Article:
Ian Plimer is a professor of Mining Geology at the University of Adelaide, South Australia, and Emeritus Professor of Earth Sciences at the University of Melbourne.
He is also the director of seven mining companies, with at least two having coal interests. Mining industries, particularly coal, would be adversely affected if governments enacted climate legislation.
A geologist by trade, Professor Plimer has spent the majority of his career studying metal deposits. In his bio for TNT Mines his expertise is describe very clearly:
"Professor Plimer is a prominent Australian geologist who has spent most of his industry, consulting and scientific life working on base metal deposits, particularly in Broken Hill, epithermal gold deposits, especially in the Mediterranean, and tungsten-tin-molybdenum deposits. He has predicted and discovered a number of epithermal gold deposits in the Mediterranean."
Plimer has written articles for peer-reviewed journals, none of them, however, pertain to climate change. Plimer claims his climate beliefs, which run contrary to climate scientists, are not related to his mining interests, and are based in "pure science." A deeper investigation into his position shows Plimer's positions may be as far from pure science as one can get. Let's take a look at a few examples:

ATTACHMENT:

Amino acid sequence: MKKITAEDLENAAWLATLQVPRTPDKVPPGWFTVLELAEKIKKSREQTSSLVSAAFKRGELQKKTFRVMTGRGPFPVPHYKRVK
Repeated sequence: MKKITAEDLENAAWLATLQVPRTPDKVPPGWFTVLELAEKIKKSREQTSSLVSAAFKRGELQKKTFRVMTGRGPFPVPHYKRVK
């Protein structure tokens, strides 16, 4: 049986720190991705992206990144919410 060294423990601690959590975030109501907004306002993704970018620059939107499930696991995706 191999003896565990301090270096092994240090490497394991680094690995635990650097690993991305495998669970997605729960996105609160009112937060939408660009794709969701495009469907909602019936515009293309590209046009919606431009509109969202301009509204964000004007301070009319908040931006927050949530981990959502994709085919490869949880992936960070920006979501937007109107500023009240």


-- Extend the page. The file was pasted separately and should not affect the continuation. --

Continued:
- Plimer states the rate at which climate change is occurring is no different today than it was a billion years ago -- there is no change in the speed or scope of climate variation. He also claims there is no dangerous warming happening, and that average global temperatures in the 20th Century were not abnormal. This runs contrary to findings of more than a thousand scientists working for the Intergovernmental Panel on Climate Change, a body which shared the Nobel prize in 2007 for their work.
- Plimer asserts that more carbon dioxide is released annually from submerged marine volcanoes than from human activity. The U.S. Geological Survey has found that human activity produces at least 120 times as much carbon dioxide than volcanoes, annually.
- He wrote How to Get Expelled From School: A guide to climate change for pupils, parents and punters, an anti-Warmist manual for the younger reader. The book, designed to encourage students to challenge climate science, was reviewed by numerous sources and found to be scientifically inaccurate. Within the book, Plimer offers 101 questions for students to ask their teachers about climate science. Plimer's answers were so grossly misleading that the Australian government published a document to answer his questions and to serve as a reliable resource for students. In the document, the government states:
"Many of the questions and answers in Professor Plimer’s book are misleading and are based on inaccurate or selective interpretation of the science. The answers [in this document] are based on up-to-date peer reviewed science, and have been reviewed by a number of Australian climate scientists."
Plimer has also spoken at the Heartland Institute's International Conference on Climate Change. Between 1998 and 2010, the co-sponsors of this conference received more than $21 million in funding from ExxonMobil and the Koch brothers.